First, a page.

The oldest of the Hindu scriptures is the Rigveda (2nd millennium BC). The first word of the Rigveda is the name Agni, the god of fire, to whom many of the vedic hymns are addressed, along with Indra the warrior. Agni and Indra are both male divinities.
The Rigveda refers to a creator (Hiranyagarbha or Prajapati), distinct from Agni and Indra. This creator is identified with Brahma, first of the gods, in later scriptures. Hiranyagarbha and Prajapati are male divinities, as is Brahma (who has a female consort, Saraswati). There are many other gods in the Rigveda. They are "not simple forces of nature" and possess "complex character and their own mythology". They include goddesses of water (Āpaḥ) and dawn (Uṣas), and the complementary pairing of Father Heaven and Mother Earth. However, they are all "subservient to the abstract, but active positive 'force of truth'" (Rta), "which pervades the universe and all actions of the gods and humans." This force is sometimes mediated or represented by moral gods (Āditya such as Varuṇa) or even Indra. The Āditya are male and Rta is personified as masculine in later scriptures (see also Dharma).
More then often worship of a pair rather than one person constitutes worship of God, such as worship of Radha Krishna in traditions worshiping Krishna, who is male, include preference and veneration to his Radha, who is worshiped as supreme. Its an accepted view that union of Radha and Krishna may indicate the union of Shakti with the Saktiman, and this view is existing well outside of orthodox Vaishnavism or Krishnaism.
There are some Hindu sects, such as Shakta and Tantra, that have a well-developed philosophy of a mother goddess, Shakti, and literature that harmonizes this to greater or lesser extents with vedic and other traditions. In these traditions, Shiva is often conceived of as the consort of Shakti, rather than vice versa. The common separation of Shakti and saktiman, i.e. Female and Male principle in god arrives at the conclusion Shakti and saktiman are the same. Each and every god has its partner, 'betterhalf' or Shakti and without this Shakti he is sometimes viewed being without essential power.
The Hebrew Bible (also known as Old Testament or Tanakh) is a record of the thoughts of early Jewish writers. One of its traditions is the descent of the Jewish people from a man called Abraham. In later times, Christians then Muslims accepted the Hebrew Bible's tradition regarding Abraham and its moral excellence. Hence together, Judaism, Christianity and Islam are known as the Abrahamic religions.
The first words of the Hebrew Bible are B'reshit bara Elohim — "In the beginning God created. The verb bara (he created) suggests a masculine subject. Elohim is also masculine in form. The most common phrases in the Tanakh are vayomer Elohim and vayomer YHWH — "and God said" (hundreds of occurrences). Again, the verb vayomer (he said) is masculine; it is never vatomer, the feminine of the same verb form. The personal name of God, YHWH, is presented in Exodus 3 as if the Y (Hebrew yod) is the masculine subjective prefix to the verb to be.
In Isaiah 62:5, God is compared to the bridegroom, and his people to the bride.
Some literary approaches to the Hebrew Bible have argued that parallels between Biblical stories and earlier Sumerian, Akkadian and Canaanite creation myths show a matriarchal substratum that has been overlayed by a patriarchal approach. "In the Bible, the earth is the feminine complement of God: the two combined to form man, who articulates their relationship, for example, in sacrifice.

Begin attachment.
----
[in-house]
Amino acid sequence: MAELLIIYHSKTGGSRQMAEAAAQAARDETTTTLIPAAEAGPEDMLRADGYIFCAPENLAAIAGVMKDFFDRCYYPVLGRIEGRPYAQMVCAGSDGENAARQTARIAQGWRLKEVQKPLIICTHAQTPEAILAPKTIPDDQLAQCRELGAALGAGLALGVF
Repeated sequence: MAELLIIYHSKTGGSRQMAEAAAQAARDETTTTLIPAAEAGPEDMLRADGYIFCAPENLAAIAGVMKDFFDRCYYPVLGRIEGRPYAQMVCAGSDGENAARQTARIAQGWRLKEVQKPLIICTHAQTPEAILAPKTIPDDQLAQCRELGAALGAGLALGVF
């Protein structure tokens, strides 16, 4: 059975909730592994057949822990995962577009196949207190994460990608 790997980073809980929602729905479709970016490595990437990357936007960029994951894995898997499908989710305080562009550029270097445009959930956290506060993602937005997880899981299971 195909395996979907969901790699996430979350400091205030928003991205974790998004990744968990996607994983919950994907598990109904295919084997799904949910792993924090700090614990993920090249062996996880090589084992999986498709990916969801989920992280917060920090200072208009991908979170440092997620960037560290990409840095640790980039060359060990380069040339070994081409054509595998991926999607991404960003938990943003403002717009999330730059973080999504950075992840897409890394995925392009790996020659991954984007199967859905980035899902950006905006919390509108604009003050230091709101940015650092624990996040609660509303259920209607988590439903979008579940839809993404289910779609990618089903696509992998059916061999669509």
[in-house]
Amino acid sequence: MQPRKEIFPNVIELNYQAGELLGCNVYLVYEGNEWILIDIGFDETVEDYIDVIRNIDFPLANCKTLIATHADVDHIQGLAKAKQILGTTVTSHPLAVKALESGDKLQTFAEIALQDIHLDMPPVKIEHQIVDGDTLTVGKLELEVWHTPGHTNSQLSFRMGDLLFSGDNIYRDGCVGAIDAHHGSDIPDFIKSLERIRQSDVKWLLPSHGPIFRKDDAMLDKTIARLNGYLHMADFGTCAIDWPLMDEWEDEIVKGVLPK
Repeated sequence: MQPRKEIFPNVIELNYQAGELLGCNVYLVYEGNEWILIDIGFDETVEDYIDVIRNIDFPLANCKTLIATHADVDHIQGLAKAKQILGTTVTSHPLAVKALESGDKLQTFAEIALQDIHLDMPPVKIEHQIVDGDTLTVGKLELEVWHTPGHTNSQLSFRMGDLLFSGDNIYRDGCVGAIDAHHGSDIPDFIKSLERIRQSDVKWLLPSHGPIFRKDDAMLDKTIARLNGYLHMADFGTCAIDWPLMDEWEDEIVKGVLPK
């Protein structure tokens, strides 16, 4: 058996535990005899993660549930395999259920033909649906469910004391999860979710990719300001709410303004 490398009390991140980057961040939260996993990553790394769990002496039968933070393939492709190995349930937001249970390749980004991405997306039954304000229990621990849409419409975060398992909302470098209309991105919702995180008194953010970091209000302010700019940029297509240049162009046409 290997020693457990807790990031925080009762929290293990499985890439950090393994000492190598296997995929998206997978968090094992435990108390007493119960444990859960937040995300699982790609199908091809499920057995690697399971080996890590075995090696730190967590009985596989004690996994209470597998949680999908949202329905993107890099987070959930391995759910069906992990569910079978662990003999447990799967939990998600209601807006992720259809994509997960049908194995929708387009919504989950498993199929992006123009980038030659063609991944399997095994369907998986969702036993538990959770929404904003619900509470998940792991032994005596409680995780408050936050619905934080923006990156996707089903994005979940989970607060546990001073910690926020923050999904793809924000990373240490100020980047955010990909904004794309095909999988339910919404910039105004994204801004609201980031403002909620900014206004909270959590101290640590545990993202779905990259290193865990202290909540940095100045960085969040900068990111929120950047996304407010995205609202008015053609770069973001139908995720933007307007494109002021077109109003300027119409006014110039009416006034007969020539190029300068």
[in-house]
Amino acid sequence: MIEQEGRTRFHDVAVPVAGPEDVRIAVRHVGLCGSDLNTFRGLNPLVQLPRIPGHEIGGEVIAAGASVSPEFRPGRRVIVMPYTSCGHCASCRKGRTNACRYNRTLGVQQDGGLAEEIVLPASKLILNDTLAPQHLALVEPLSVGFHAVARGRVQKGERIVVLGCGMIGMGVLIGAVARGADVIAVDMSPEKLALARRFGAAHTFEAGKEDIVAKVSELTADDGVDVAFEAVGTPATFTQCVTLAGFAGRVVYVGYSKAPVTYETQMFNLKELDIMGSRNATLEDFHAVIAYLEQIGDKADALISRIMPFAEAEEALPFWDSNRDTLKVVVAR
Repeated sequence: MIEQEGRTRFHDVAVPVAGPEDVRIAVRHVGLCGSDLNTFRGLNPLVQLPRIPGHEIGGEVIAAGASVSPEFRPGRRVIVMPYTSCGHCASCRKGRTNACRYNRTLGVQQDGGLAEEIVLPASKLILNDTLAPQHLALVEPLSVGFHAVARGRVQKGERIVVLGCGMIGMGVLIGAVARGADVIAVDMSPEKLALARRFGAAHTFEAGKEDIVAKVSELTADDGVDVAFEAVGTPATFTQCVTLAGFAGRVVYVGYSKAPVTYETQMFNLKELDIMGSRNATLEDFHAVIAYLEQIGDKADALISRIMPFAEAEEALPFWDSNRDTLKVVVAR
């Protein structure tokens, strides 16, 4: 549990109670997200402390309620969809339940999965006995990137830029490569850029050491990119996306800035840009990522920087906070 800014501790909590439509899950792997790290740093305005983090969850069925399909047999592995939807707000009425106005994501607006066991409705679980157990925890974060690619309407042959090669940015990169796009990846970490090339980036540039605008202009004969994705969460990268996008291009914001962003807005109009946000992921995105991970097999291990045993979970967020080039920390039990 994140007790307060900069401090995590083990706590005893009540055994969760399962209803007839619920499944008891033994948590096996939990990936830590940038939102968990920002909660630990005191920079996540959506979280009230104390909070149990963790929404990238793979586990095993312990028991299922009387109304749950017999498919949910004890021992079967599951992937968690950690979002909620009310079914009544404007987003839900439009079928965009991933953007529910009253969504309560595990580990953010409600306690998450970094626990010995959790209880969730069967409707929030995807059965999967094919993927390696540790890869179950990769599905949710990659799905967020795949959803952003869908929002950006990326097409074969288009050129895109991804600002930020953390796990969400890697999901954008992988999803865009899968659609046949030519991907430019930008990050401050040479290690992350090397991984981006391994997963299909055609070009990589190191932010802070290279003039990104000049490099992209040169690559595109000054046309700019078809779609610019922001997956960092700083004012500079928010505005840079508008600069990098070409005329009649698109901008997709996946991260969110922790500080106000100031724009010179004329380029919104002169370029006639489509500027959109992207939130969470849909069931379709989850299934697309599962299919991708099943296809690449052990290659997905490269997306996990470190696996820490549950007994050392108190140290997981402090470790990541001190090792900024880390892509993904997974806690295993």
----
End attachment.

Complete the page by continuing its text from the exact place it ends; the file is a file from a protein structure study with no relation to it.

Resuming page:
Although God is referred to in the Hebrew Bible with masculine imagery and grammatical forms, Jewish philosophy does not attribute to God either sex or gender. At times, Jewish aggadic literature and Jewish mysticism do treat God as gendered.
Judaism often relates to God through different "aspects" of God (cf. Sephirot). As Rabbi Aryeh Kaplan puts it, "[E]very name and every description that we may give to God can only apply to His relationship to His creation"
Thus, although God is not gendered in Judaism, Benjamin Blech writes that God has both masculine and feminine aspects
In addition, God's "presence" (Shekinah) is a grammatically feminine word and is often employed as a feminine aspect of God.
Many traditional rabbinic commentators, however, such as Maimonides, view any such beliefs as verging on avodah zarah - idolatry. Secondary male sexual characteristics are attributed to God in some piyuttim (religious poems). These include a description of the beard of God Shir Hakavod, "The Hymn of Glory", and similar poetic imagery in the midrash Song of the Seas Rabbah.
Traditional meforshim (rabbinic commentators) hold that these descriptions, like all physical descriptions of God, are metaphorical or symbolic.
The experience of praying with Siddur Nashim ... transformed my relationship with God. For the first time, I understood what it meant to be made in God's image. To think of God as a woman like myself, to see Her as both powerful and nurturing, to see Her imaged with a woman's body, with womb, with breasts - this was an experience of ultimate significance. Was this the relationship that men have had with God for all these millennia? How wonderful to gain access to those feelings and perceptions.
Rabbi Paula Reimers ("Feminism, Judaism, and God the Mother", Conservative Judaism 46 (1993)) comments:
Those who want to use God/She language want to affirm womanhood and the feminine aspect of the deity. They do this by emphasizing that which most clearly distinguishes the female experience from the male. A male or female deity can create through speech or through action, but the metaphor for creation which is uniquely feminine is birth. Once God is called female, then, the metaphor of birth and the identification of the deity with nature and its processes become inevitable